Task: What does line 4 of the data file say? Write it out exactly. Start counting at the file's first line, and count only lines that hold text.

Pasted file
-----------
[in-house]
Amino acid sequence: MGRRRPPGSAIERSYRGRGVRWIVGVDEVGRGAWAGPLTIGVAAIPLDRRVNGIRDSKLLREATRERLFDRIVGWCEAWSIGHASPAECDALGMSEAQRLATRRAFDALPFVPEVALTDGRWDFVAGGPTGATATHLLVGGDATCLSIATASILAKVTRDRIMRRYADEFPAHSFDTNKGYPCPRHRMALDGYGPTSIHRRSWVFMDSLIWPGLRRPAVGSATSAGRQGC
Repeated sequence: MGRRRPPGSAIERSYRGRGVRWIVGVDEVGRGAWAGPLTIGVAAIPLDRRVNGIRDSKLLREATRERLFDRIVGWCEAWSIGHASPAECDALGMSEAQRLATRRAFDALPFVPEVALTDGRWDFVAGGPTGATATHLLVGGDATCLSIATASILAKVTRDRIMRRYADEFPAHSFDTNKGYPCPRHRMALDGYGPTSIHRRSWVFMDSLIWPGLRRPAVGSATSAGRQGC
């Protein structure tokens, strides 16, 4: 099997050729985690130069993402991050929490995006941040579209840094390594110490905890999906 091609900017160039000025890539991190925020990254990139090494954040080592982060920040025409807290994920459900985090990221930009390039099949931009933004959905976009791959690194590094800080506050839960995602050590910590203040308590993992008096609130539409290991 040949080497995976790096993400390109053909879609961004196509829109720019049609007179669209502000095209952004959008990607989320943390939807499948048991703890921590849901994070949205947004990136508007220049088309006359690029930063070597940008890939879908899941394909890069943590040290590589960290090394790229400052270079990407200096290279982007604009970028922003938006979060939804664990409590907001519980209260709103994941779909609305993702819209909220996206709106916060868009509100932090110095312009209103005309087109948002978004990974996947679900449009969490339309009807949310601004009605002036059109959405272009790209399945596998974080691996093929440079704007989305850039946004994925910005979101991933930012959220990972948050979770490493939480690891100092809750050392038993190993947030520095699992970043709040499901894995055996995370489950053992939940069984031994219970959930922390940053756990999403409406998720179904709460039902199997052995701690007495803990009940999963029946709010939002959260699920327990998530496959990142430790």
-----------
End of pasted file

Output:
């Protein structure tokens, strides 16, 4: 099997050729985690130069993402991050929490995006941040579209840094390594110490905890999906 091609900017160039000025890539991190925020990254990139090494954040080592982060920040025409807290994920459900985090990221930009390039099949931009933004959905976009791959690194590094800080506050839960995602050590910590203040308590993992008096609130539409290991 040949080497995976790096993400390109053909879609961004196509829109720019049609007179669209502000095209952004959008990607989320943390939807499948048991703890921590849901994070949205947004990136508007220049088309006359690029930063070597940008890939879908899941394909890069943590040290590589960290090394790229400052270079990407200096290279982007604009970028922003938006979060939804664990409590907001519980209260709103994941779909609305993702819209909220996206709106916060868009509100932090110095312009209103005309087109948002978004990974996947679900449009969490339309009807949310601004009605002036059109959405272009790209399945596998974080691996093929440079704007989305850039946004994925910005979101991933930012959220990972948050979770490493939480690891100092809750050392038993190993947030520095699992970043709040499901894995055996995370489950053992939940069984031994219970959930922390940053756990999403409406998720179904709460039902199997052995701690007495803990009940999963029946709010939002959260699920327990998530496959990142430790």